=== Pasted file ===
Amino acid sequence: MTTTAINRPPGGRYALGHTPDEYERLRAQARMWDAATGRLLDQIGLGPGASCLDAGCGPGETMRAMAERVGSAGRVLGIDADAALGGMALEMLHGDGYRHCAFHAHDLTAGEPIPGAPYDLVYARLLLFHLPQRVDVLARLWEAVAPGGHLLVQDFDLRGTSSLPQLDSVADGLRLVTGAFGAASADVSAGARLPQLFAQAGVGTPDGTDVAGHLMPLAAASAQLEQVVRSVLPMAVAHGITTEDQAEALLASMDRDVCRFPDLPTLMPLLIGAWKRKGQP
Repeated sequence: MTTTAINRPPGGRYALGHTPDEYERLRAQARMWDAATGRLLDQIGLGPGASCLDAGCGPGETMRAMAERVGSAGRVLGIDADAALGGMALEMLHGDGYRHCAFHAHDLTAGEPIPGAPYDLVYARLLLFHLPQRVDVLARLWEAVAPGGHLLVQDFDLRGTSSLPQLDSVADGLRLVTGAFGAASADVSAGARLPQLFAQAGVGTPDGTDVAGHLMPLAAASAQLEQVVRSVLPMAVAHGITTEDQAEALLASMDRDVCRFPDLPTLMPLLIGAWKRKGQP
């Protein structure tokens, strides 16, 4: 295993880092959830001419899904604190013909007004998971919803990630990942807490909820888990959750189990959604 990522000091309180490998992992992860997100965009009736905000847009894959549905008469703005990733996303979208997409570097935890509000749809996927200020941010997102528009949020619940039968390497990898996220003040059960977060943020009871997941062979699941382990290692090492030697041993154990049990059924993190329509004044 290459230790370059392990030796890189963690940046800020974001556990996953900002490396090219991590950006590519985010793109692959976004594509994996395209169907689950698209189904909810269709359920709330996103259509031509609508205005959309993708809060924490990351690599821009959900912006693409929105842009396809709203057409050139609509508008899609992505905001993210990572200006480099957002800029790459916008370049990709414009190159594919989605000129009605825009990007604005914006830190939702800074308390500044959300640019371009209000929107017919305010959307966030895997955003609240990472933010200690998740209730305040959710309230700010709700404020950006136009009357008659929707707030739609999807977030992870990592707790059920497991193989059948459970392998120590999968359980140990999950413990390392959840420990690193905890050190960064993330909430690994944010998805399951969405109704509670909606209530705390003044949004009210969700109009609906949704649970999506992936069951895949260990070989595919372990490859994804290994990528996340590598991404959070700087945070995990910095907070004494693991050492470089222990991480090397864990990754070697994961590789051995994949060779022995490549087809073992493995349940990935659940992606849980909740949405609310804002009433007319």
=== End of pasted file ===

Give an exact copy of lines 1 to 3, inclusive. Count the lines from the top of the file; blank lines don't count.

Amino acid sequence: MTTTAINRPPGGRYALGHTPDEYERLRAQARMWDAATGRLLDQIGLGPGASCLDAGCGPGETMRAMAERVGSAGRVLGIDADAALGGMALEMLHGDGYRHCAFHAHDLTAGEPIPGAPYDLVYARLLLFHLPQRVDVLARLWEAVAPGGHLLVQDFDLRGTSSLPQLDSVADGLRLVTGAFGAASADVSAGARLPQLFAQAGVGTPDGTDVAGHLMPLAAASAQLEQVVRSVLPMAVAHGITTEDQAEALLASMDRDVCRFPDLPTLMPLLIGAWKRKGQP
Repeated sequence: MTTTAINRPPGGRYALGHTPDEYERLRAQARMWDAATGRLLDQIGLGPGASCLDAGCGPGETMRAMAERVGSAGRVLGIDADAALGGMALEMLHGDGYRHCAFHAHDLTAGEPIPGAPYDLVYARLLLFHLPQRVDVLARLWEAVAPGGHLLVQDFDLRGTSSLPQLDSVADGLRLVTGAFGAASADVSAGARLPQLFAQAGVGTPDGTDVAGHLMPLAAASAQLEQVVRSVLPMAVAHGITTEDQAEALLASMDRDVCRFPDLPTLMPLLIGAWKRKGQP
């Protein structure tokens, strides 16, 4: 295993880092959830001419899904604190013909007004998971919803990630990942807490909820888990959750189990959604 990522000091309180490998992992992860997100965009009736905000847009894959549905008469703005990733996303979208997409570097935890509000749809996927200020941010997102528009949020619940039968390497990898996220003040059960977060943020009871997941062979699941382990290692090492030697041993154990049990059924993190329509004044 290459230790370059392990030796890189963690940046800020974001556990996953900002490396090219991590950006590519985010793109692959976004594509994996395209169907689950698209189904909810269709359920709330996103259509031509609508205005959309993708809060924490990351690599821009959900912006693409929105842009396809709203057409050139609509508008899609992505905001993210990572200006480099957002800029790459916008370049990709414009190159594919989605000129009605825009990007604005914006830190939702800074308390500044959300640019371009209000929107017919305010959307966030895997955003609240990472933010200690998740209730305040959710309230700010709700404020950006136009009357008659929707707030739609999807977030992870990592707790059920497991193989059948459970392998120590999968359980140990999950413990390392959840420990690193905890050190960064993330909430690994944010998805399951969405109704509670909606209530705390003044949004009210969700109009609906949704649970999506992936069951895949260990070989595919372990490859994804290994990528996340590598991404959070700087945070995990910095907070004494693991050492470089222990991480090397864990990754070697994961590789051995994949060779022995490549087809073992493995349940990935659940992606849980909740949405609310804002009433007319």